The Influenza virus traditionally travels from East to West so what happens in the East is likely to find its way westwards. Judging from the negative experiences of Australia and New Zealand this (European) Summer - their Winter - healthcare authorities are bracing for the worst outbreak in a long time.
What we are about to face, we already know because the World Health Organization stated back in March that the composition of flu vaccines for this year (2017-2018) in the northern hemisphere influenza season should contain the following:
Furthermore, "It is recommended that quadrivalent vaccines containing two influenza B viruses contain the above three viruses and a B/Phuket/3073/2013-like virus".
Now let us see what the WHO recommended for the 2017 Southern hemisphere influenza season. Answer: Vaccines containing exactly the same elements.
Influenza A (H1N1) has shown its face before, namely in the 2009/10 Swine Flu outbreak which manifested itself as deadly but only in the high ratio of normal flu cases. (The H glycoprotein is Hemagglutinin, which is spike-shaped, poking out from the surface of the virus and the N enzyme is Neuraminidase, allowing the glycoproteins to exit the host cell and spread). A H1N1 can present some very serious complications in some people, including bacterial pneumonia.
Those watching Flu virus outbreaks will also be familiar with Hong Kong Flu. Influenza A H3N2 caused a worrying degree of morbidity and mortality among humans in 2003-04. This strain of flu first appeared in Hong Kong in 1968.
The seasonal Influenza virus is usually caused by Influenza types A or B; the symptoms of type C are far less virulent. A can be caught or carried by animals or humans, B is restricted to humans only and in general terms is less virulent, although not always.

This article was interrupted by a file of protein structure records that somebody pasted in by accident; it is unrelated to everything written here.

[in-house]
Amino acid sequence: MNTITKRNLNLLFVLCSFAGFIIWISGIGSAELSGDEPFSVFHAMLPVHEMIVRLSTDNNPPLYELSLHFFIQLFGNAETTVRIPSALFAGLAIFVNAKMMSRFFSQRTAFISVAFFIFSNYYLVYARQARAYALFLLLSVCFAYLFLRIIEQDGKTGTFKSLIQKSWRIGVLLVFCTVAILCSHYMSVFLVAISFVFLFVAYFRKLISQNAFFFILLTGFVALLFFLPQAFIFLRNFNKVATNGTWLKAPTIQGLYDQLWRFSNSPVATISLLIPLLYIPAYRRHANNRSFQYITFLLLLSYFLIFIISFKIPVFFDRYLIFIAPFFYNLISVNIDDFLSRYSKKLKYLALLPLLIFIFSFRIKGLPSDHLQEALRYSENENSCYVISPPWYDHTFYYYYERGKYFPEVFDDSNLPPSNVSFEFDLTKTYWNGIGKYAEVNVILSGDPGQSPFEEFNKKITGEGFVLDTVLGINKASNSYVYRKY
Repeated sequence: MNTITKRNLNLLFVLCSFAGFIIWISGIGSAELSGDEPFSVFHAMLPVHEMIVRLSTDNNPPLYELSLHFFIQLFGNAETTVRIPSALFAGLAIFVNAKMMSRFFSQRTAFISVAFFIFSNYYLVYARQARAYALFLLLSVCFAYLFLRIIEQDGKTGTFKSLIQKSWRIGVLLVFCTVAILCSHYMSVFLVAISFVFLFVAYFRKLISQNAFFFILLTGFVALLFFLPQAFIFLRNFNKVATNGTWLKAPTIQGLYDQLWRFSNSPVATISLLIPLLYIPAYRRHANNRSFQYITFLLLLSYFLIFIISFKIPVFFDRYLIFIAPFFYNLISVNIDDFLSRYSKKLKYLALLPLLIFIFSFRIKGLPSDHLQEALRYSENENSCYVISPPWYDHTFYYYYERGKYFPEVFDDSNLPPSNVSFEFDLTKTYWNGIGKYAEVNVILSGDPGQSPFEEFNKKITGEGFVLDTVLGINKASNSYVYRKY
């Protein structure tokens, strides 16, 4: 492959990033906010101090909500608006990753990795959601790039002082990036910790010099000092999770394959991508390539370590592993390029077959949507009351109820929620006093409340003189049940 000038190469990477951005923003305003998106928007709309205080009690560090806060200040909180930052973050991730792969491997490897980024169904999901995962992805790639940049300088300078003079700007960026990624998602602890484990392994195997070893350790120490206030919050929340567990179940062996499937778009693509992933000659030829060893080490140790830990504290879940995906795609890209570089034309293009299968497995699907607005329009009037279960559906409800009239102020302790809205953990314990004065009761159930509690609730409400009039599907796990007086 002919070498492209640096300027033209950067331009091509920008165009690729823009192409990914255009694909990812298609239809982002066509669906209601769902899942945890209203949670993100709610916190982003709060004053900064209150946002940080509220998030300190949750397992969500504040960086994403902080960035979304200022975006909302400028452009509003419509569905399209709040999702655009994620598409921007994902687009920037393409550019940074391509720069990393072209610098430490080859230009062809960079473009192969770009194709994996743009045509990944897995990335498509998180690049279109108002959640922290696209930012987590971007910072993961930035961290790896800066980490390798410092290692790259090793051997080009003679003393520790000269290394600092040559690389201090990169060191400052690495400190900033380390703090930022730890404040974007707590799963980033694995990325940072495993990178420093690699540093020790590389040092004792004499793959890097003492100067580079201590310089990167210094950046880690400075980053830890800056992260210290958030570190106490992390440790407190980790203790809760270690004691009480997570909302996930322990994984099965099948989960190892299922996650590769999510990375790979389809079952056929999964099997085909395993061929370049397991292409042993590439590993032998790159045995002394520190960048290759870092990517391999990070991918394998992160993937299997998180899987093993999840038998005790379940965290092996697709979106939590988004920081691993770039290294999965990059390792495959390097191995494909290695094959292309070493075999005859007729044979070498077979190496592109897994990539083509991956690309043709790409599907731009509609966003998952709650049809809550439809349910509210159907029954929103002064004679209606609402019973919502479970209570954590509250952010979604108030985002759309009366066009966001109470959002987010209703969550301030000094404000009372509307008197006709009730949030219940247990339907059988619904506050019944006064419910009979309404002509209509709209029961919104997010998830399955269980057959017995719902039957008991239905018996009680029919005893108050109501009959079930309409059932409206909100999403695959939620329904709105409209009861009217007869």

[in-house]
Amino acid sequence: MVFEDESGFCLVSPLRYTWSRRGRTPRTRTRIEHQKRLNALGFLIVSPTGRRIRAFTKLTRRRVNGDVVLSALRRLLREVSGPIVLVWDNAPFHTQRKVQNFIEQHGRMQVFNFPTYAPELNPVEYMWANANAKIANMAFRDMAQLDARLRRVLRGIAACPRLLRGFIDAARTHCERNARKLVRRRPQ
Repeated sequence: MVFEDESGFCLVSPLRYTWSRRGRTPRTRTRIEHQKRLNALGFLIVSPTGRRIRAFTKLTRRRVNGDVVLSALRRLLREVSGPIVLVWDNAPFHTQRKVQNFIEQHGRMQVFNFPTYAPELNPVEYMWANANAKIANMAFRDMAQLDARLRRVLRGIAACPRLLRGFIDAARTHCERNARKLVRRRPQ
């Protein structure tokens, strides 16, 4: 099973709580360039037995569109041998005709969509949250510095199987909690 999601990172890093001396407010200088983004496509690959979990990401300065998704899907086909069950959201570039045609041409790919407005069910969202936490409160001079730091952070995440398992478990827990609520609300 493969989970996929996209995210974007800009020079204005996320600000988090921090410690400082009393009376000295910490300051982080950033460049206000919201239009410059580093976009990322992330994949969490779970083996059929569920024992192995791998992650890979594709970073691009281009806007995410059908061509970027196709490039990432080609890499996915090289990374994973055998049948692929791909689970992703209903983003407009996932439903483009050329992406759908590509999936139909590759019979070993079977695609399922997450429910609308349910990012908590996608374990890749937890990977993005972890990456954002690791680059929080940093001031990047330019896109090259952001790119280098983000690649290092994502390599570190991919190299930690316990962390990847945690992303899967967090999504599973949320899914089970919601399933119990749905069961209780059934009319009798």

This cocktail which we face this year has produced the worst flu seasons in Australia and New Zealand for some time, in fact nearly the double of reported cases compared with the last few years. The symptoms have not been especially serious, except in people with underlying health concerns, such as respiratory problems but the sheer number of cases is expected to pose serious problems for healthcare facilities this Winter.
Those with underlying health conditions and especially the elderly, should be aware that flu is caught by droplets containing the virus entering the nose, mouth or eyes and usually these droplets are introduced into the body through the hands touching the face. The hands in turn will have come into contact with a surface on which someone already suffering from flu has coughed or sneezed, such as a table top, door handle or buttons in an elevator.
Frequent use of an alcohol-based gel or spray to clean the hands, avoiding to touch the surfaces where the virus may be lying, disinfection of door handles and keys in the home on arrival and of the taps before and after washing the hands are useful tips for creating habits which create conditions hindering the transmission of the virus.